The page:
"Partisan rhetoric has made it challenging to find practical solutions in
the immigration debate"Yup. And Congress now operates as a
"no compromise" body. So while we admittedly have an issue that needs
prompt attention (and has for years), we will forgo any improvement unless we
get everything we want.So our current system which everyone agrees
is broken, continues on.Just like everything else.
Instead of the failed policy of reform (amnesty and broken promises of
enforcement), we need honest enforcement at the borders, e-verify, interior
enforcement, more judges and a visa entry-exit system. All enforcement acts from
previous reforms that have been ignored. The American public have
wised up to the shell game of illegal immigration, and want to see it stopped.
Rewarding lawbreakers is far down the list, the only thing being broke are our
Everyone in Washington is ready to go except for the Republicans in the House.
Why blame the federal government as a whole when the bottleneck is so easy to
point to. I know this is a right wing GOP paper, but couldn't you at least
say it as it is instead of obfuscating?
A new award-winning worldwide book/ebook by ex-Salt Laker Lance Johnson that
helps explain the role, struggles, and contributions of immigrants and
minorities is "What Foreigners Need To Know About America From A To Z: How
to Understand Crazy American Culture, People, Government, Business, Language and
More.” It paints a revealing picture of America for anyone who will
benefit from a better understanding. Endorsed by ambassadors, educators, and
editors, it also informs those who want to learn more about the last remaining
superpower and how we compare to other nations on many issues. They come to
improve their lives and create a foundation of success for their children to
build upon, as did the author’s grandparents when they landed at Ellis
Island in 1899 after losing 2 children to disease on a cramped cattle car-like
sailing from Europe to the Land of Opportunity. Many bring skills and a
willingness to work hard to make their dreams a reality, something our founders
did four hundred years ago. In describing America, chapter after chapter
chronicles “foreigners” who became successful in the US and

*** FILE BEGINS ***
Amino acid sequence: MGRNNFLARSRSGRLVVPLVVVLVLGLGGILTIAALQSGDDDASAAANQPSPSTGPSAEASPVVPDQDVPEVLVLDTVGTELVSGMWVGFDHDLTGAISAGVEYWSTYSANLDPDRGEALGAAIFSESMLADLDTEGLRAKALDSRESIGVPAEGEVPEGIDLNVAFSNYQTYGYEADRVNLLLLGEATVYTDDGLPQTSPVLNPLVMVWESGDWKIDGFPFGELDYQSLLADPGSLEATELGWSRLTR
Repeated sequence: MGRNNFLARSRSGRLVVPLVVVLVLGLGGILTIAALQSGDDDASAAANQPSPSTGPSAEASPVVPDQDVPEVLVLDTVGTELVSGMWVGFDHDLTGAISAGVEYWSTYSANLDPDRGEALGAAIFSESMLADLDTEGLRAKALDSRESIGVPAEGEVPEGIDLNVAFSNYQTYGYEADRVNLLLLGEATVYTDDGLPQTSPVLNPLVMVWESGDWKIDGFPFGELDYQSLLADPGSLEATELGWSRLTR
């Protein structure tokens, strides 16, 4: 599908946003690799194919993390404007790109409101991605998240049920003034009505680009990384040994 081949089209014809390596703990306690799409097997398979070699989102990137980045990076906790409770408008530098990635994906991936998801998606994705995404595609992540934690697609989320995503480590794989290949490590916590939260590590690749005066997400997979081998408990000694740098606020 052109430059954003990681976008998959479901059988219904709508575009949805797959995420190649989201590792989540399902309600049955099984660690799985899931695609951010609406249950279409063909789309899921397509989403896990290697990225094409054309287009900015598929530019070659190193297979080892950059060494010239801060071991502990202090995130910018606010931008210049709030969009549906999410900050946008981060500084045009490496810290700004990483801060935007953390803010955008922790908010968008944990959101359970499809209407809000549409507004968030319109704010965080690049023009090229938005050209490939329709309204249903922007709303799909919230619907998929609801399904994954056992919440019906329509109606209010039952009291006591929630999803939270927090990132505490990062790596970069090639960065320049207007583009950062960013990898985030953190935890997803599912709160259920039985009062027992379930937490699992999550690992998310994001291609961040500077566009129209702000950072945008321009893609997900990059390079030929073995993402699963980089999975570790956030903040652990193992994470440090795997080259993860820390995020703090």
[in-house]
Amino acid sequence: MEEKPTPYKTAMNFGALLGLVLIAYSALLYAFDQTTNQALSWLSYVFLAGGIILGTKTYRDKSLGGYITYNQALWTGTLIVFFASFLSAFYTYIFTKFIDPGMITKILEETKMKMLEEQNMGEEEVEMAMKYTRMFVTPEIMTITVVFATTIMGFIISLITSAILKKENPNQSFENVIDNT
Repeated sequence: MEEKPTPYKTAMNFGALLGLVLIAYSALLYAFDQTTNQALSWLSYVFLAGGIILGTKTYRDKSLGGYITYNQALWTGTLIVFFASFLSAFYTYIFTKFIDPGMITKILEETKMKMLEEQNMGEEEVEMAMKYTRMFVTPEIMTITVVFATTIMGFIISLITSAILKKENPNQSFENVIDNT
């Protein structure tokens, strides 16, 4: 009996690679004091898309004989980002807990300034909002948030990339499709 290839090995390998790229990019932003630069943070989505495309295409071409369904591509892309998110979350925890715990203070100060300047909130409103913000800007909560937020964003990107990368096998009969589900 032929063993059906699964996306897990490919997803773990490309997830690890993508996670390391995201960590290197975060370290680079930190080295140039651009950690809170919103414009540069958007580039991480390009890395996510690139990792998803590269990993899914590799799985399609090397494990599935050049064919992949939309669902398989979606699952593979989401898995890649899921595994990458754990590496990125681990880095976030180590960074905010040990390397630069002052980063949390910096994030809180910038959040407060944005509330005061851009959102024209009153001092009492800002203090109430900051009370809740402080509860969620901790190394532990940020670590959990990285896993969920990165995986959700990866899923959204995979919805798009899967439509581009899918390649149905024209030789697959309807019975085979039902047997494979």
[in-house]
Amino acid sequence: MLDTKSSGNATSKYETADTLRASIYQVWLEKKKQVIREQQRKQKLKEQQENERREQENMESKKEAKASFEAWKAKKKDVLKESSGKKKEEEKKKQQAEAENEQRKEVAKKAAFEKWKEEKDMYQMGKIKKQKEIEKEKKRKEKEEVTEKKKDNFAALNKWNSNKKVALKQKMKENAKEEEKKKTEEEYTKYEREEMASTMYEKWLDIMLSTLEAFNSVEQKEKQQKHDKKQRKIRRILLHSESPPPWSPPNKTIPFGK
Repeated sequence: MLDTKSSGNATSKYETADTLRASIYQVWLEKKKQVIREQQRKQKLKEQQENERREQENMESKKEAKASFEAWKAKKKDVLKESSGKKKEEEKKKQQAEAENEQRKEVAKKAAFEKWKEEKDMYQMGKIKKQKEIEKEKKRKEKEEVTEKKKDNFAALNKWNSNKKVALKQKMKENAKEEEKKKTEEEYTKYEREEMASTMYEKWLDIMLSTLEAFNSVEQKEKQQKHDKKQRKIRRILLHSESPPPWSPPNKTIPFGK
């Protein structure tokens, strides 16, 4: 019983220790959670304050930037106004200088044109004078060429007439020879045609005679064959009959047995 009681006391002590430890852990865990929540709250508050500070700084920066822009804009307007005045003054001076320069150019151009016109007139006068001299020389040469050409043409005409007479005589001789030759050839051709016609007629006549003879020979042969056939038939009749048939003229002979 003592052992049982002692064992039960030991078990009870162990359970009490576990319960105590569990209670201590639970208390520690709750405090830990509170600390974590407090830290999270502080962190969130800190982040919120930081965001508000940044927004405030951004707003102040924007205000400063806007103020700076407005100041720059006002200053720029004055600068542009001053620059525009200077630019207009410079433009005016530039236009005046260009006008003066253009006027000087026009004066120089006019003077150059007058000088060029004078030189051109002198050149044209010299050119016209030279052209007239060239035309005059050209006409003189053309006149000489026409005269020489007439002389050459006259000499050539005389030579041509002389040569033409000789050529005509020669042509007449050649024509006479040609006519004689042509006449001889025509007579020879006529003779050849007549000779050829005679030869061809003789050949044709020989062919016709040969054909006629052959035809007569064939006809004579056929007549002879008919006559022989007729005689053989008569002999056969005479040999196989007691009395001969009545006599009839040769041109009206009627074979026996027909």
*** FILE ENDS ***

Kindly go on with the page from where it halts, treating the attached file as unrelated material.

contributed to our society. However, most struggle in their efforts and need
guidance in Anytown, USA.
Esquire says it first, but the Editorial Board is so hesitant to lay any blame
with the Republicans in the House of Representatives. Senate has already passed
a bill. The house will not even pursue a compromise. As a "Red" state we
need to challenge our congressional delegation to act more responsibly in
addressing immigration reform.
@ RichardB, you are not correct that "All enforcement acts from previous
reforms that have been ignored." It's just not true. The reality is
that the market provides such incentives that the "problem" is
overwhelming the system. Europe is facing the exact same problem. For North
America, we should accept reality, negotiate reciprocal rights with other
countries, allow essentially open borders but require registration, and let the
free market decide where workers will go. That's what is happening now.
The only thing missing is the rights or U.S. citizens to go to those other
countries to freely work and an effective registration system to track non-U.S.
citizens (which will never happen in our current system as the incentive for
immigrants AND employers is to hide). Let that rock your protectionist
Esquire, is the border fence finished, have we made E-verify mandatory, do we
have interior enforcement, or once across the border are people here illegally
allowed to stay? Did we hire more judges, do we have a visa entry exit system?
The answer to the enforcement provisions of 1986 and 1996 is no, we have not
followed through on enforcing the law.Open borders and lose our